The fares we have just had imposed on us by Boris Johnson and George Osborne – which will really start to hit home when Londoners in large numbers go back to work on tomorrow – summarises unfair Tory London.
This is the third year of Boris Johnson’s transport fares hikes, and now we have George Osborne’s rail fare increase, announced in the Comprehensive Spending Review, which raised fares by inflation plus 3% overall.
Last year the Conservatives cut funding for London’s transport system by 21% or £2.1 billion. Boris Johnson said he was ‘pleased’ with this decision and called it ‘a good settlement’ for London. For the majority, fares are rising, millions are being hit by rising VAT and fuel costs and vital services like the police are being cut. Meanwhile the perennially out of touch Mayor of London’s New Year rhetoric is all about reducing the top rate of tax and defending bankers.
There are those who like to present Boris Johnson distinct from the rest of his Conservative colleagues, though he fought for a Tory victory at the general election and pioneered cuts and higher fares even before Cameron occupied Number 10. He has proved cavalier about fare rises for those on middle and low incomes.
Boris Johnson has just cut between £50m-£70m in revenue from London’s transport finances by axing the western half of the congestion charge zone and Londoners are paying for that decision with their higher fares. Outer London is being squeezed hard. A zone 1-4 weekly Travelcard will rise from £34.60 to £39.40, so that Londoners are paying up to £249.46 a year more. An annual zone 1-6 Travelcard will rise 13%, up from £1,784 to £2,016.
The cost of a return journey travelling from Eltham in my Assembly constituency to London Bridge is up ten per cent from £6.20 to £6.80. An annual rail season ticket from Erith to London Bridge will rise by 12.7%, up from £1448 to £1632 a year. A single bus fare by Oyster was 90p when Boris Johnson took office. It’s now £1.30. That’s an increase of 44% in just three years. A weekly bus pass this week is up by seven per cent to £17.80.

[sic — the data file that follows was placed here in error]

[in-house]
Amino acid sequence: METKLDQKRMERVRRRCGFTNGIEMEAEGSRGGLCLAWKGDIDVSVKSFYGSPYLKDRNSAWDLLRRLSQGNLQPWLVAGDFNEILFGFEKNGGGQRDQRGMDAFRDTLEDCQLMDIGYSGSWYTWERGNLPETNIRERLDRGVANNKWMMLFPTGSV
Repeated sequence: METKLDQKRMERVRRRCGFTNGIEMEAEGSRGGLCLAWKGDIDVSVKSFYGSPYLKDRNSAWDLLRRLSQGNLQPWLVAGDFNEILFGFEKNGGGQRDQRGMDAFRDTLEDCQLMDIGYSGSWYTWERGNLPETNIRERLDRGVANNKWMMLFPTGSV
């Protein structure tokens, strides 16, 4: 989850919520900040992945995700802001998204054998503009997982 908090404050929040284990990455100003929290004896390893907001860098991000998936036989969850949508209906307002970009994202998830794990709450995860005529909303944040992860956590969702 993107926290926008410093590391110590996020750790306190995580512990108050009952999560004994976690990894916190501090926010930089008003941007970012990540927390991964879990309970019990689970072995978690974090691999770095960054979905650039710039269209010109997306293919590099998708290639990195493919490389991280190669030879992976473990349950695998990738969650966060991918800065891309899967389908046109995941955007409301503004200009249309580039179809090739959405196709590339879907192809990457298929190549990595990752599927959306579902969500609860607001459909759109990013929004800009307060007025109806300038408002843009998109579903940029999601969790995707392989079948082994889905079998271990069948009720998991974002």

Yet even before the Tory-led coalition took office Boris Johnson was cutting his investment plans, not expanding them. It’s more for less.
We’re also getting less leadership. During the recent snow chaos afflicting much of south east London the Mayor appeared oblivious and the Transport Secretary confessed that he and the Mayor had not even spoken. To add further injury, on SouthEastern services season ticket fares are up 12.8% in 2011. SouthEastern has a 85% punctuality target. The figures from mid November to mid December show it achieved only 68%. It’s only avoided having to compensate season ticket holders for failing to provide a good service because it does not have to pay out for services cancelled when it operated a succession of emergency timetables during the recent bad weather.
And for those Londoners who are tube users, the story remains grimly familiar. Strikes, delays and closures go hand in hand with higher fares. A monthly zone 1-2 Travelcard has broken through the £100 mark for the first time this week.
There are alternatives to the clear political decisions our Conservative Mayor and Conservative Chancellor have made to raise fares and hike up VAT. Rather than the cuts and additional burdens being imposed on ordinary Londoners, organisations such as UKUncut have outlined the benefits of tackling tax evasion.
Labour in London will be campaigning across the capital in the next few days about the unfair and punitive fares that hit people all over the city, on rail, tube, bus, and tram. We need a mayor who can get a grip, protect the fare payer, look after the majority, and bring fairness back to fares policy. Boris Johnson fails the test.
Len Duvall, London Assembly Member for Greenwich and Lewisham and Chair of the London Labour Party